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Georgia-Colorado Preview: When The Bulldogs Have The Ball

Doesn't seem like it's taken long for the Dawgs' game at Colorado to go from "Woooo! Fun road trip out west!" to "GOD PLEASE LET US WIN THIS GAME I'M HANGING ON BY A THREAD HERE." Easier said than done -- with the Dawgs facing a long plane ride, thinner air, and a coach even more desperate to salvage his career than Richt is at the moment, this trip doesn't look to be anything like the semi-easy win predicted by the more optimistic Dawg fans in the offseason.

Against the pass: 201.8 yards allowed per game in 2009 (34th nationally); giving up 241.0 per game this season (87th) against Colorado State, California, and Hawaii.
Against the run: 161.2 yards per game in 2009 (80th); allowed just 71.7 per game (7th) through their first three games in 2010.

Praise the lord, A.J. Green is finally rejoining the active roster, and not a nanosecond too soon. The question is still open for debate whether the offense was really that bad without him or whether the coaching staff just didn't do a good enough job accounting for his absence, but either way, his return from NCAA-imposed suspension can only be a shot in the arm for a Bulldog attack that has sputtered badly in its last three games. Having Green as a deep threat means Colorado won't necessarily feel content to stack the box the way South Carolina and Mississippi State did; it should also free up some opportunities for a talented tight end corps that has been criminally underused so far this season (Aron White and Orson Charles have just eight combined receptions in four games, and neither Bruce Figgins nor highly touted recruit Arthur Lynch have seen the field at all).

That all adds up to an opportunity for Aaron Murray -- who, irony of ironies, has been the one consistent bright spot for this offense in 2010 -- to have a big performance that will finally show on the scoreboard. Colorado's QB pressure has been decent, with seven sacks in their first three games, but five of those sacks came against Colorado State and Hawaii -- a pair of low-tier teams returning just one O-line starter apiece in 2010. And the Buffalo secondary has been vulnerable: Yes, more than half of the passing yardage they've given up so far this season was accrued by Hawaii's frenetic air-raid offense, but the other QBs they've faced have had suspiciously efficient performances. And while they managed to pick off Colorado State's true freshman QB Pete Thomas three times in their opener, they've had just one interception since. Green's return dramatically lessens the chances they'll get too many more on Saturday.

Unfortunately, Murray's prospects have a definite ceiling if Colorado's defense doesn't see a need to respect the running game, and if they watched game tape of Mike Bobo flinging Carlton Thomas up against Mississippi State's D-line to no avail last Saturday, they may not see that need. Granted, the Buffaloes' run-defense stats are inflated considerably by the fact that they've faced the two worst rushing teams in Division I-A (Colorado State brings up the rear with just 59 running yards per game, and Hawaii is next worst with 59.8), but even California's Shane Vereen only managed 59 yards on 16 carries against the Buffs.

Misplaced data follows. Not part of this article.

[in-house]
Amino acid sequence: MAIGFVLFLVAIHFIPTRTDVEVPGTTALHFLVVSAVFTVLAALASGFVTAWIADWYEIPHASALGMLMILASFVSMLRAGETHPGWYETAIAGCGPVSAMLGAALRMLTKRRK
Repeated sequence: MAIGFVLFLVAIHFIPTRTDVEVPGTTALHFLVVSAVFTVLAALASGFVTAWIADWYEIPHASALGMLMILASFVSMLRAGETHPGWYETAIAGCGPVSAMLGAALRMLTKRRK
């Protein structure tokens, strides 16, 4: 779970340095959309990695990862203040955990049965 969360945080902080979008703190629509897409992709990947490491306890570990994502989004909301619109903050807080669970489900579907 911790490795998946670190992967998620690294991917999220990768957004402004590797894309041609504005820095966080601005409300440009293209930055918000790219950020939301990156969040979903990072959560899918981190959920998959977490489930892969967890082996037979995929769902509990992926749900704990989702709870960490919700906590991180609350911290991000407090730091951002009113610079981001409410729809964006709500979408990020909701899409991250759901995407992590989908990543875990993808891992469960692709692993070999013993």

Meanwhile, Georgia's own rushing attack is languishing at 86th and averaging only 3.6 yards per carry, not at all what Bulldog Nation predicted after the hot streak with which Washaun Ealey and Caleb King ended 2009. The Buffalo D-line returns three starters from last season, and the one new guy is 6'7", 270-pound sophomore Nick Kasa; if A.J. Green's return doesn't loosen things up a little up front, Ealey, King and Carlton Thomas are going to have a long day. (Or maybe just King and Thomas: Mike Bobo confirmed yesterday that Ealey is slated to get less playing time after losing two goal-line fumbles in the past three games. This is kind of symbolic of where the Georgia offense is right now -- a running game once thought to be a major bright spot on the team is still doing depth-chart tinkering into the second month of the season, with the presumptive preseason starter now surrendering carries to the presumptive third-stringer.)

The Bulldogs can't count on winning the field position battle, either, as CU ranks fourth in the nation in kickoff-return defense -- the one bright spot in Georgia's return game. They're not quite as strong covering punt returns, but Georgia has been curiously silent in that aspect of special teams, averaging an even 10 yards per return, with a big fat 0 on three punts from Missy State last week. It's still unclear as to whether Branden Smith will play after sustaining a concussion that kept him out of the MSU game; if he doesn't, expect a whole lot of thrilling fair-catch action from Logan Gray -- which, if last week is any indication, stands to result in a lot of 90-yards-to-the-end-zone situations.

Georgia WR A.J. Green vs. Colorado CBs Jimmy Smith and Jalil BrownOK, A.J., you want some redemption, you want to be a hero? Then school the Buffs' secondary and give the Dawgs a shot in the arm that they need perhaps more desperately than they have at any point in the Mark Richt Era. Don't take anything for granted, though -- Colorado's pass-defense stats may not be great, but Smith (6'2", 210) and Brown (6'1", 205) are both seniors and impressive physical specimens to boot. They've known all along that they were going to have to face the nation's most dynamic receiver, and it's a safe bet that they've been preparing nine months for this matchup.

(Tomorrow: Georgia's D vs. the Colorado O. Hey, an offense that's been struggling just as much as ours has! Sweet!)

Photographs by coka_koehler used in background montage under Creative Commons. Thank you.